Using Technology to Enhance the Patient Experience
Telemedicine study provides needed education for patients using bronchial inhalers
Here are some surprising facts, according to a study on patients who are prescribed an inhaler for bronchial conditions:
- 25 percent of patients NEVER receive instructions on proper technique for inhaler use.
- 40-80 percent of patients immediately forget the information provided.
- 20-40 percent of correct information is the maximum retained by patients.
- 50 percent of information provided to patients is recalled incorrectly.
These facts motivated Robert Kruklitis, MD, PhD, Vice Chair, Department of Medicine - Clinical Programs, practicing in Pulmonary/Critical Care Medicine at LVHN, along with Katie Gibbs; Lorraine Valeriano, BSN, RN, CNRN; and Mindy Brosious BSN, RN, to find a way to make a more significant impact regarding bronchodilators. This led to their Quality Improvement project, “A Feasibility Study for Tele-education for Ensuring Correct Bronchodilator Use,” conducted from May to August 2018.
Dr. Kruklitis and his team turned to the concept of telemedicine to increase education for patients who are prescribed an inhaler. Patients were provided with an educational session during their office visit, as is standard practice. From home, the patient was able to access the video connection (MyLVHN Video Visit platform) so the nurse could watch the patient use the inhaler to make sure it was being done correctly. Patients were able to ask questions directly to better retain the information. The project began with a group of 11 patients who met the selection criteria. Four patients were able to complete the study.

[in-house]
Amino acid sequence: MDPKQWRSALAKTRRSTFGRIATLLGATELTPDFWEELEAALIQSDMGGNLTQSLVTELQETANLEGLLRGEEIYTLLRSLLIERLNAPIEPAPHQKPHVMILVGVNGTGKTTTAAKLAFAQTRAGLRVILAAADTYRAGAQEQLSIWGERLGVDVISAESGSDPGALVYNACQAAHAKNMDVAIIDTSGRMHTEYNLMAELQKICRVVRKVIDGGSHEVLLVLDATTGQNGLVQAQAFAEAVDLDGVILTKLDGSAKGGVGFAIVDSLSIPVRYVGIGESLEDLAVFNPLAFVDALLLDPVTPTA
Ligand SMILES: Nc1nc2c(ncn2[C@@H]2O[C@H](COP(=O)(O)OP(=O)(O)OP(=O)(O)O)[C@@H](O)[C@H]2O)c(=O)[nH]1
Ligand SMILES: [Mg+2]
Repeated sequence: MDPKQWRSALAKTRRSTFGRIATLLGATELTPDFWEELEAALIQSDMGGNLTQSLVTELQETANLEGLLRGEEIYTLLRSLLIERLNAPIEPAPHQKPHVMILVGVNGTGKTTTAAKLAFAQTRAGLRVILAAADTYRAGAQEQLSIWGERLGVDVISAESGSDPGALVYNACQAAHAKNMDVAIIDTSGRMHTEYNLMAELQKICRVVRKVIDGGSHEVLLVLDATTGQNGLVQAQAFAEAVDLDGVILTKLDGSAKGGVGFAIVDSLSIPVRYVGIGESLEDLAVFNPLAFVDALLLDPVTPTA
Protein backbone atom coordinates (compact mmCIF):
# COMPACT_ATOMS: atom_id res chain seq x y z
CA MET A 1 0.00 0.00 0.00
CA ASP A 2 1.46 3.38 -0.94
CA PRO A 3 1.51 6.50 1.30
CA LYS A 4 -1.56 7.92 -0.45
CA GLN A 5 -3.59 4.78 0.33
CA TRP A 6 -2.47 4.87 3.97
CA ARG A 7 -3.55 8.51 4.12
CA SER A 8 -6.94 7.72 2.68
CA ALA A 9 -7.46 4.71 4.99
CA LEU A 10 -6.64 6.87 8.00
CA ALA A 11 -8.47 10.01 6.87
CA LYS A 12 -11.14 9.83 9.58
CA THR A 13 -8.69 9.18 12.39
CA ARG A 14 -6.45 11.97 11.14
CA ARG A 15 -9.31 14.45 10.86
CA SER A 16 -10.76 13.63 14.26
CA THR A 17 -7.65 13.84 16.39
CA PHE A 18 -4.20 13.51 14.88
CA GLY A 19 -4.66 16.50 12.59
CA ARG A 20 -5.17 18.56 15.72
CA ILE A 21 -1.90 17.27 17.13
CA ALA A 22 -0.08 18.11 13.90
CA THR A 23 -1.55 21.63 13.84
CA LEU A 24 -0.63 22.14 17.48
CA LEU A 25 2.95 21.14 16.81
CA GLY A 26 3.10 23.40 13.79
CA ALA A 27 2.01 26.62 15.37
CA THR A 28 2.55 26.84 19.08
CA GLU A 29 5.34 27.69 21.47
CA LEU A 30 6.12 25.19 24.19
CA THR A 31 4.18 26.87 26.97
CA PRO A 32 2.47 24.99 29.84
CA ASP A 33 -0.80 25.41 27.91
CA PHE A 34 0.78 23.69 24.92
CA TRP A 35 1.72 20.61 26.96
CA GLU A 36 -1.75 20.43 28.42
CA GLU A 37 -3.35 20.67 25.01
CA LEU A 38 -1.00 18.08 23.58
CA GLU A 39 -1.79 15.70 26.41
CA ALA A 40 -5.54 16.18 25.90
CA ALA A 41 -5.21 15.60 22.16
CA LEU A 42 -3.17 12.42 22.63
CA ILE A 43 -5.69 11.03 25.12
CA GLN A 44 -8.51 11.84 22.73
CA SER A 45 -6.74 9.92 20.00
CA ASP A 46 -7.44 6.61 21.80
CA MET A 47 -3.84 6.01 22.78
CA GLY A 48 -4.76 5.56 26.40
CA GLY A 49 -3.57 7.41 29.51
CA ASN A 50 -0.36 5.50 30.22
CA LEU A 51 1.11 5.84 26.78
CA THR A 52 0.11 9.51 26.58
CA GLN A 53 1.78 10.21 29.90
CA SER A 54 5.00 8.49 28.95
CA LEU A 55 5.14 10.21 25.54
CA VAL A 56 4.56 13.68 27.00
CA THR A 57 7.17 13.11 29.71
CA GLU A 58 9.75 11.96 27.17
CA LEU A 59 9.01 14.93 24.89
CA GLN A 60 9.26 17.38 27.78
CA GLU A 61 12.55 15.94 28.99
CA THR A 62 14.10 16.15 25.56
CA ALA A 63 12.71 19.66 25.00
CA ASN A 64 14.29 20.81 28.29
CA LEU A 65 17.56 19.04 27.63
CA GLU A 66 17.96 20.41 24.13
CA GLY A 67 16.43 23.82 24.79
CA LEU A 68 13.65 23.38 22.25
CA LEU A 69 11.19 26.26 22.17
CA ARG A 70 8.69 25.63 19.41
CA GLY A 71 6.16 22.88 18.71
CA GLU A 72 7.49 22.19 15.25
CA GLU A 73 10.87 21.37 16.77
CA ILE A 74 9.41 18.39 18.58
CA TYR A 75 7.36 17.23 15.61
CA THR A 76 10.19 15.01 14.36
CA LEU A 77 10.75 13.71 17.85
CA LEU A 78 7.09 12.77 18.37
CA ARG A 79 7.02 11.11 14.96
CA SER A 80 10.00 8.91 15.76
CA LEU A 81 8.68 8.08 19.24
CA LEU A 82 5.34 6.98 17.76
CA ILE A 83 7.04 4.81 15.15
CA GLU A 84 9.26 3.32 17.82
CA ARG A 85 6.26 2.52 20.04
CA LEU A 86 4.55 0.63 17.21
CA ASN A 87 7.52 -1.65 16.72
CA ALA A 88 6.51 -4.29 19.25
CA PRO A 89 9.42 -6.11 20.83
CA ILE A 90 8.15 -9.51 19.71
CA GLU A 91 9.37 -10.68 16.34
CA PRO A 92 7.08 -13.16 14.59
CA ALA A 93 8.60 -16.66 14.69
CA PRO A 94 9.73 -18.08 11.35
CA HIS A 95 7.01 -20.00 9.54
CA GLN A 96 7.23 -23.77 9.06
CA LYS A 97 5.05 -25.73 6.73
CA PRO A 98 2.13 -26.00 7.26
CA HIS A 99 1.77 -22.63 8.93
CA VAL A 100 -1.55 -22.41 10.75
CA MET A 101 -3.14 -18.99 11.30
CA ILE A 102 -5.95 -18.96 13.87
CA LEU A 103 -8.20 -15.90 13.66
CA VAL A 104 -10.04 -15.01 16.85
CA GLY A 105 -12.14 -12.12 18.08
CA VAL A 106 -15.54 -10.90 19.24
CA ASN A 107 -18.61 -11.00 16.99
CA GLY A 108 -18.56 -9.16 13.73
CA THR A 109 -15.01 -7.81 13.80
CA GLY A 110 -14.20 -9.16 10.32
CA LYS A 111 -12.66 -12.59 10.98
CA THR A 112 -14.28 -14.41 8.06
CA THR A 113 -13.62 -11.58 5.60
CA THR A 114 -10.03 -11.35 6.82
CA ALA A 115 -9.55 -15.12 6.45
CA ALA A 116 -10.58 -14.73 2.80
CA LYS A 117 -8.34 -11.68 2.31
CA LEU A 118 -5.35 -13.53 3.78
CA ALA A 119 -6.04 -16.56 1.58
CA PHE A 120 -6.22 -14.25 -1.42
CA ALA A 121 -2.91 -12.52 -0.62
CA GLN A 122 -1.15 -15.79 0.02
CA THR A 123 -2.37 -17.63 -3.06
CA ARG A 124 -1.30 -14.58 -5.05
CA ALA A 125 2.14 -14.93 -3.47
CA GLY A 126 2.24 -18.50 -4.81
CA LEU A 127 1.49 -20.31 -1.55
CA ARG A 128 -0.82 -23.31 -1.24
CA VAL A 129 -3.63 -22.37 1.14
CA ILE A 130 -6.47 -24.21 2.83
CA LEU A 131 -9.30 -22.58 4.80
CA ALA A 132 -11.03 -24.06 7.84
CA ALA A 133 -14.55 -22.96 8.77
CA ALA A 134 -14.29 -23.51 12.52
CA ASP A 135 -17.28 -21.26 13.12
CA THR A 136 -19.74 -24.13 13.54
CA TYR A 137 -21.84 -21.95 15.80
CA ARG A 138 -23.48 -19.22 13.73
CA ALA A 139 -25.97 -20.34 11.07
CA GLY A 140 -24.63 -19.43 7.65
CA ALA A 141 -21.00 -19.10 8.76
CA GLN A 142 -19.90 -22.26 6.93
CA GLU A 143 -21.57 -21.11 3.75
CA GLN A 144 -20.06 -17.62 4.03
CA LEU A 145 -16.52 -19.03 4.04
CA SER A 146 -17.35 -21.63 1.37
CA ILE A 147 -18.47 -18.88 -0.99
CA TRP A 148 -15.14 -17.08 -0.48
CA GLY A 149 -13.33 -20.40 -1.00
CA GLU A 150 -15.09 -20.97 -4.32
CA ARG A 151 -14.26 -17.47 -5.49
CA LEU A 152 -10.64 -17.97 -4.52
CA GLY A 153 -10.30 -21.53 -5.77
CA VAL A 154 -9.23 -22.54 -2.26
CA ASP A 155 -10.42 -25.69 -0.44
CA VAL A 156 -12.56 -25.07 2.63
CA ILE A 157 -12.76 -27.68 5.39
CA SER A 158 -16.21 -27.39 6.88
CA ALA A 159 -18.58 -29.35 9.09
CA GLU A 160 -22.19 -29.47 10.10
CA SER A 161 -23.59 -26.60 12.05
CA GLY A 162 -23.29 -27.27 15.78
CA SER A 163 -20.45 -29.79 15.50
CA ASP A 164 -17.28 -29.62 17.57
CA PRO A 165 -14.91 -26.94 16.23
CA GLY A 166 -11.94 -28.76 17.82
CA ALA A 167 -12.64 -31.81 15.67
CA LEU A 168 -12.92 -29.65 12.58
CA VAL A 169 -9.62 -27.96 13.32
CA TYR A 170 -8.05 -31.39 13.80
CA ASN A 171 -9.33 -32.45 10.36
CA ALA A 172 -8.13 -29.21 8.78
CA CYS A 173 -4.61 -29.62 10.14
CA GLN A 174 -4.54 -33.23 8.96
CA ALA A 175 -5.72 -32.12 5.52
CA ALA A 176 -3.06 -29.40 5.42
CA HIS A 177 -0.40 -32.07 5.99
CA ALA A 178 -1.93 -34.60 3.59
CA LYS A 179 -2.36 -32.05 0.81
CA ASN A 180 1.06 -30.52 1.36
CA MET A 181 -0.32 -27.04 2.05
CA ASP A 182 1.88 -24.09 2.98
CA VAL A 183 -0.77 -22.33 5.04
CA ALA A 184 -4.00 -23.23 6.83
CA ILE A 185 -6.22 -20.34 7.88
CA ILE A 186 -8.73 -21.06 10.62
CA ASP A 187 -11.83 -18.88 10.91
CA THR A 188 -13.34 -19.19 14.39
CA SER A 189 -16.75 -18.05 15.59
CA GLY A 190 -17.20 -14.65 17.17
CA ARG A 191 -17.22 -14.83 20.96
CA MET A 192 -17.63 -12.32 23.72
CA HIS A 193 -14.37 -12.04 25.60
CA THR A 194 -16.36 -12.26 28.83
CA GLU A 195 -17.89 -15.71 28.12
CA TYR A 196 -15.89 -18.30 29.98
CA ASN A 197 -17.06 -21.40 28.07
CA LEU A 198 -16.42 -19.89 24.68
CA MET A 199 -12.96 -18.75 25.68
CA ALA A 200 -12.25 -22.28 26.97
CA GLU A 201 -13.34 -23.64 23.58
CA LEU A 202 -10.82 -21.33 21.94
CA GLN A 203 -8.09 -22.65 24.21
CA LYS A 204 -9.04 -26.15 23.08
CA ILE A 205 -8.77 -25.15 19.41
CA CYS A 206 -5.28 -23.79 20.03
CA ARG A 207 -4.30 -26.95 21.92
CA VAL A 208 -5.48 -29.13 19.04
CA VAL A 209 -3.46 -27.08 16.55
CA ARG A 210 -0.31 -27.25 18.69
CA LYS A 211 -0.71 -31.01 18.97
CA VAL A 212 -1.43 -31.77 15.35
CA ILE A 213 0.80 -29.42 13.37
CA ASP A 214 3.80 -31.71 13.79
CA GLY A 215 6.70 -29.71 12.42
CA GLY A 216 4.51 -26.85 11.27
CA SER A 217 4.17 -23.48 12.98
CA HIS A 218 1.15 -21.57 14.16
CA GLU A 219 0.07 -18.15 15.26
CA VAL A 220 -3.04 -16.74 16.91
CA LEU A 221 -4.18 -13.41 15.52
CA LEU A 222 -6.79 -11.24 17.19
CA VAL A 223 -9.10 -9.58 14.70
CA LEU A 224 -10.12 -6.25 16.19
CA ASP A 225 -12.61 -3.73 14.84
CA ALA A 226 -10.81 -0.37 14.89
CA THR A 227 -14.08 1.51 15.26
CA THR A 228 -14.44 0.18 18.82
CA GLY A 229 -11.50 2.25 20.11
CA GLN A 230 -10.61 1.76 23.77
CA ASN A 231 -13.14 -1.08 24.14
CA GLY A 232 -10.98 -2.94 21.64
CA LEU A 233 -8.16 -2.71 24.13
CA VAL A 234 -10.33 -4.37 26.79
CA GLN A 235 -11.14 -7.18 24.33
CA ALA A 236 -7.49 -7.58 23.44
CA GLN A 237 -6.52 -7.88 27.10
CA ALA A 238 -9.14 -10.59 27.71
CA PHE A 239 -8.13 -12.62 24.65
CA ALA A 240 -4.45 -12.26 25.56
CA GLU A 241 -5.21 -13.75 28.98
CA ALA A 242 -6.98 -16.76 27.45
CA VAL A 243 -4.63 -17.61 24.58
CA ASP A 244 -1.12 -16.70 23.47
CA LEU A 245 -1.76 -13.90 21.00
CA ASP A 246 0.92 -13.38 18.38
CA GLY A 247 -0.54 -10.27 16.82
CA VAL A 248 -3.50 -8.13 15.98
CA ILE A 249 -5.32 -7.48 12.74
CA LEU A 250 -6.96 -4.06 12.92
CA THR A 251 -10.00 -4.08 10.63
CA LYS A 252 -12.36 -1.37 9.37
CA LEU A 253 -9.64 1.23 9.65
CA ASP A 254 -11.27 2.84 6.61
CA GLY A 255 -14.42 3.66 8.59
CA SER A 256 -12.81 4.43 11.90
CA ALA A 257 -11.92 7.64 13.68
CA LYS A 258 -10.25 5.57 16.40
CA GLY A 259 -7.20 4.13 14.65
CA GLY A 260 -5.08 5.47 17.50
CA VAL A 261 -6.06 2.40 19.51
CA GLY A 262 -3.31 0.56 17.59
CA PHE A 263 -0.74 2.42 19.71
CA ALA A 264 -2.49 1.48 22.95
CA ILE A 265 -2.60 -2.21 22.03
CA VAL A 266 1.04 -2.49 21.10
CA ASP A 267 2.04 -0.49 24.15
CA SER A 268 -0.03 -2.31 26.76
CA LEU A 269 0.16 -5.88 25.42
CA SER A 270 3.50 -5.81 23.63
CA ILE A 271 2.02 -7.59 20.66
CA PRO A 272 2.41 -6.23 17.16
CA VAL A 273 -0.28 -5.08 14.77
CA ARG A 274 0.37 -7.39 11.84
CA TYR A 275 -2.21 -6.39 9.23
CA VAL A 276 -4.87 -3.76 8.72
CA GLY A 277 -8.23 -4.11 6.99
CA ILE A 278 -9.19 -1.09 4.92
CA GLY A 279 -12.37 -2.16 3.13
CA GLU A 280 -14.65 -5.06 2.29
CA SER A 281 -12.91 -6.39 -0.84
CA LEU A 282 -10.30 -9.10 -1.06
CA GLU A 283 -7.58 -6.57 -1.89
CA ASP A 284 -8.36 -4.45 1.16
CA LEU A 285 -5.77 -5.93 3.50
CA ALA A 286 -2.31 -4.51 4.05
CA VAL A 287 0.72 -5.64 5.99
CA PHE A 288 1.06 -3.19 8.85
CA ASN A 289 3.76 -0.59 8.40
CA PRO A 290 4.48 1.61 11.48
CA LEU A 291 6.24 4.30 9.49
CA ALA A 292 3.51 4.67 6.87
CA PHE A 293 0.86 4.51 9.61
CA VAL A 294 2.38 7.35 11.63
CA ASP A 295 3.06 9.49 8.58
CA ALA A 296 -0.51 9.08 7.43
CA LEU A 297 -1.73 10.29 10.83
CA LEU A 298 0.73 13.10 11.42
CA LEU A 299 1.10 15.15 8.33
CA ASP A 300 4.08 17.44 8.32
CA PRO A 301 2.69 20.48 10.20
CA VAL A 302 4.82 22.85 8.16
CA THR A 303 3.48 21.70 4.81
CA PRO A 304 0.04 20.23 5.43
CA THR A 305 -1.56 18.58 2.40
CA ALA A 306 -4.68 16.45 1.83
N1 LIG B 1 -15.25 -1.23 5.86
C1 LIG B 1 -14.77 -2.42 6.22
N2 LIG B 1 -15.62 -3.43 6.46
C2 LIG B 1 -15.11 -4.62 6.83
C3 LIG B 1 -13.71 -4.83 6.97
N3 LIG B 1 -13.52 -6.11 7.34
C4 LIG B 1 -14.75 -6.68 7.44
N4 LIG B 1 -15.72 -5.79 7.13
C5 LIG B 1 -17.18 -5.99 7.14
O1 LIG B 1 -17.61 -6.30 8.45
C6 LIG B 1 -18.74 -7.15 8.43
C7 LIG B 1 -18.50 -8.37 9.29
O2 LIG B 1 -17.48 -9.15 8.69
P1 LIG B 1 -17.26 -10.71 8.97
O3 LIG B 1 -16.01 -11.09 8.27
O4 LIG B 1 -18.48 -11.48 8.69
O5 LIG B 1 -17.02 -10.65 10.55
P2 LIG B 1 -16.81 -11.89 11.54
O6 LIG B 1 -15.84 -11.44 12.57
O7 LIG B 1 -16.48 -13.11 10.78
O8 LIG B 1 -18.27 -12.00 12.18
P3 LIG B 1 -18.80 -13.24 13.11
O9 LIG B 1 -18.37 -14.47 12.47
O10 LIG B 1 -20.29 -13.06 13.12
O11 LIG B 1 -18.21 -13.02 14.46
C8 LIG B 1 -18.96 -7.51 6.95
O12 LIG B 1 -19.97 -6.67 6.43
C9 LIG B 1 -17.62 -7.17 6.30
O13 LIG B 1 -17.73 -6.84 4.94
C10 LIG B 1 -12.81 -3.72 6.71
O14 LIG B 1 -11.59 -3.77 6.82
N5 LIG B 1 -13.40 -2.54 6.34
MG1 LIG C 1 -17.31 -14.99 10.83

- The results of the project were highly positive:
- 100 percent of the patients studied were able to use the bronchodilator correctly after tele-education.
- 100 percent of patients studied reported increased confidence with using the bronchodilator after tele-education.
- 50 percent of patients studied had additional questions during the tele-education session.
Some patients would not be able to take part in this type of education due to lack of personal technology (those participating need to have a smart phone, iPad, or computer with video capability). However, the concept was appealing to the clinical staff as a new offering to ensure patients’ care and prescriptive treatment would be most effective.
“We are working to expand this program in the pulmonary office,” says Dr. Kruklitis. “This mode of education proved invaluable to some patients and was professionally rewarding to nursing staff.”